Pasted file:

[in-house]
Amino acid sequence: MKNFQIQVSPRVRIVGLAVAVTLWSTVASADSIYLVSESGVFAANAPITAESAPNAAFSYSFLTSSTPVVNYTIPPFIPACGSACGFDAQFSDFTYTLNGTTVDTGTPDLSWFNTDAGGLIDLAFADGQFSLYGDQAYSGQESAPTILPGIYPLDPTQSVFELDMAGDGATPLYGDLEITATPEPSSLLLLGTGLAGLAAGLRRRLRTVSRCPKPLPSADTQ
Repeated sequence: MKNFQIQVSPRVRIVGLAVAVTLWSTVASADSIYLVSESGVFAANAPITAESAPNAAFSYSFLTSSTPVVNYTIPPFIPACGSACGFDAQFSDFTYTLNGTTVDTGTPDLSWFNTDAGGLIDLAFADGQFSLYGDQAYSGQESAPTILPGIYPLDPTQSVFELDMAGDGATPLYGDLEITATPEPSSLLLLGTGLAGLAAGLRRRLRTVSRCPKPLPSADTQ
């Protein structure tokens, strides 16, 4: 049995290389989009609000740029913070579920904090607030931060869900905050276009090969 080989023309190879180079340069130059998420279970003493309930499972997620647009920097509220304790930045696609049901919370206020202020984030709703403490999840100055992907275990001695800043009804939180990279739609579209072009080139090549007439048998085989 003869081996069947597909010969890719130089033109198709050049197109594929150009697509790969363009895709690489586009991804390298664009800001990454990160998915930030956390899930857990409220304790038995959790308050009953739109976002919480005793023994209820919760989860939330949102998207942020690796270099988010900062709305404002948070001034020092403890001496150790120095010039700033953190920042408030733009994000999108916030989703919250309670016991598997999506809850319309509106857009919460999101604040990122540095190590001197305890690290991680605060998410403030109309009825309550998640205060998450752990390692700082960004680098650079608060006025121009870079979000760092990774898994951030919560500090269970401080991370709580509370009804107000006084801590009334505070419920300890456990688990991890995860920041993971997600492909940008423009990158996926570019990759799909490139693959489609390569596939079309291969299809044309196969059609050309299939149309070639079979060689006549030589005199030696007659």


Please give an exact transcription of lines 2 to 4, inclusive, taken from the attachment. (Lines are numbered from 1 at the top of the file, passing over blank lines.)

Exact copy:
Amino acid sequence: MKNFQIQVSPRVRIVGLAVAVTLWSTVASADSIYLVSESGVFAANAPITAESAPNAAFSYSFLTSSTPVVNYTIPPFIPACGSACGFDAQFSDFTYTLNGTTVDTGTPDLSWFNTDAGGLIDLAFADGQFSLYGDQAYSGQESAPTILPGIYPLDPTQSVFELDMAGDGATPLYGDLEITATPEPSSLLLLGTGLAGLAAGLRRRLRTVSRCPKPLPSADTQ
Repeated sequence: MKNFQIQVSPRVRIVGLAVAVTLWSTVASADSIYLVSESGVFAANAPITAESAPNAAFSYSFLTSSTPVVNYTIPPFIPACGSACGFDAQFSDFTYTLNGTTVDTGTPDLSWFNTDAGGLIDLAFADGQFSLYGDQAYSGQESAPTILPGIYPLDPTQSVFELDMAGDGATPLYGDLEITATPEPSSLLLLGTGLAGLAAGLRRRLRTVSRCPKPLPSADTQ
């Protein structure tokens, strides 16, 4: 049995290389989009609000740029913070579920904090607030931060869900905050276009090969 080989023309190879180079340069130059998420279970003493309930499972997620647009920097509220304790930045696609049901919370206020202020984030709703403490999840100055992907275990001695800043009804939180990279739609579209072009080139090549007439048998085989 003869081996069947597909010969890719130089033109198709050049197109594929150009697509790969363009895709690489586009991804390298664009800001990454990160998915930030956390899930857990409220304790038995959790308050009953739109976002919480005793023994209820919760989860939330949102998207942020690796270099988010900062709305404002948070001034020092403890001496150790120095010039700033953190920042408030733009994000999108916030989703919250309670016991598997999506809850319309509106857009919460999101604040990122540095190590001197305890690290991680605060998410403030109309009825309550998640205060998450752990390692700082960004680098650079608060006025121009870079979000760092990774898994951030919560500090269970401080991370709580509370009804107000006084801590009334505070419920300890456990688990991890995860920041993971997600492909940008423009990158996926570019990759799909490139693959489609390569596939079309291969299809044309196969059609050309299939149309070639079979060689006549030589005199030696007659």